FORT WAYNE, Ind.—Indiana University–Purdue University Fort Wayne (IPFW) student Arosha M. Perera, who will be completing a Bachelor of General Studies with a minor in Psychology this May, has been named the Indiana Council for Continuing Education (ICCE) 2012 Student of the Year.
The Sri Lankan native and mother of two young daughters was cited for the statewide recognition on the basis of her academic achievement and ability to overcome personal challenges to reach her educational goal. She received the award in Indianapolis at a luncheon earlier this month accompanied by Continuing Studies staff, her husband and children, and friends from the Sri Lankan community in Fort Wayne.
The criteria for the award include:
1. Campus status as a nontraditional, adult student.
2. Academic achievement of a minimum of a “B” average
3. Volunteer or other service to campus and/or community
4. Personal characteristics which have helped the nominee overcome challenges to attend and/or complete an educational objective.
5. Graduation or near graduation during the spring semester of the award year.
Deb Conklin, executive director of IPFW’s Division of Continuing Studies, wrote in her nominating letter that Perera “…boarded a plane two years ago and headed for America to enroll in a good university, learn as much as she could about the American education system and teaching methods, and return to Sri Lanka to incorporate her newfound knowledge in the elementary school where she was employed. She was granted a leave of absence after two grueling interviews with the American Embassy on the condition she returned to her home country after studying at IPFW.”
Julie Creek, director of the Center for Women and Returning Adults, met Perera in fall 2011 when she was seeking scholarship information. Creek writes that her office couldn’t help her obtain a scholarship as she isn’t a U.S. citizen, but they were able to offer her a part-time job. Creek noted, “What has impressed me most about Arosha is that she has excelled academically, professionally, and personally while embracing a new language and vastly different culture. She is one of the most intellectually curious people I have ever met, embracing American cultural diversity with joy and verve. She has met each new challenge with practical and clear-eyed resolve, always focused on her goal.”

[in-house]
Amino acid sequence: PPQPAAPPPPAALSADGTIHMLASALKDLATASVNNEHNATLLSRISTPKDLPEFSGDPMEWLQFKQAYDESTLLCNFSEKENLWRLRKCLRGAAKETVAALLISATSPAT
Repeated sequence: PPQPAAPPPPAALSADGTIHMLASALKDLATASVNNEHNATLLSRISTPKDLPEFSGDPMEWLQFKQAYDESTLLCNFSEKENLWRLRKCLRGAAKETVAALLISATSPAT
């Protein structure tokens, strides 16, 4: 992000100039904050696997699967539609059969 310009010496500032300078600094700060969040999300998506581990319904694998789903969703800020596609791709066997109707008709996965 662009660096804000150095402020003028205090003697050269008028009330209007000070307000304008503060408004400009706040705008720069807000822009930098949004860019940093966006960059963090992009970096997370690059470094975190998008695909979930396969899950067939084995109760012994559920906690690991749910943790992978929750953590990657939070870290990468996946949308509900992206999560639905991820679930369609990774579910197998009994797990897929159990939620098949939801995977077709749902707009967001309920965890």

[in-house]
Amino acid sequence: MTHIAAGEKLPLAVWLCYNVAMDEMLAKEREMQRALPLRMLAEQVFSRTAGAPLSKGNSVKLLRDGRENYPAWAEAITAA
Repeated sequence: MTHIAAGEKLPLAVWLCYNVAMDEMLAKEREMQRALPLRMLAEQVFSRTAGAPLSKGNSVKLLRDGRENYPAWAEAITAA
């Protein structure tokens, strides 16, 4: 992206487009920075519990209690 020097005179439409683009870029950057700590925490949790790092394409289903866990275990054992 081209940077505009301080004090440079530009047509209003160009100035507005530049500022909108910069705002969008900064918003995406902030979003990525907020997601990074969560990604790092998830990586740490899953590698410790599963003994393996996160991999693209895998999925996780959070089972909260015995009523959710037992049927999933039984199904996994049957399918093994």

Michel A. Drouin, associate professor of psychology, taught Perera in her upper-level Social and Personality Development course in spring semester 2012. She writes, “Arosha overcame many challenges to succeed in my course. Much of the course was focused on the reading and interpretation of primary source empirical literature, which is dense, even for advanced students who are native speakers of English. Even though the material was dense and challenging, Arosha always approached it with eagerness and determination to learn the material. Instead of just memorizing, Arosha wanted to understand and know. Again, this sets her apart from many of the students I have taught.”
For more information on the award or Perera, contact Sandy McMurtrie, academic advisor, Division of Continuing Studies, at 260-481-6818 or firstname.lastname@example.org.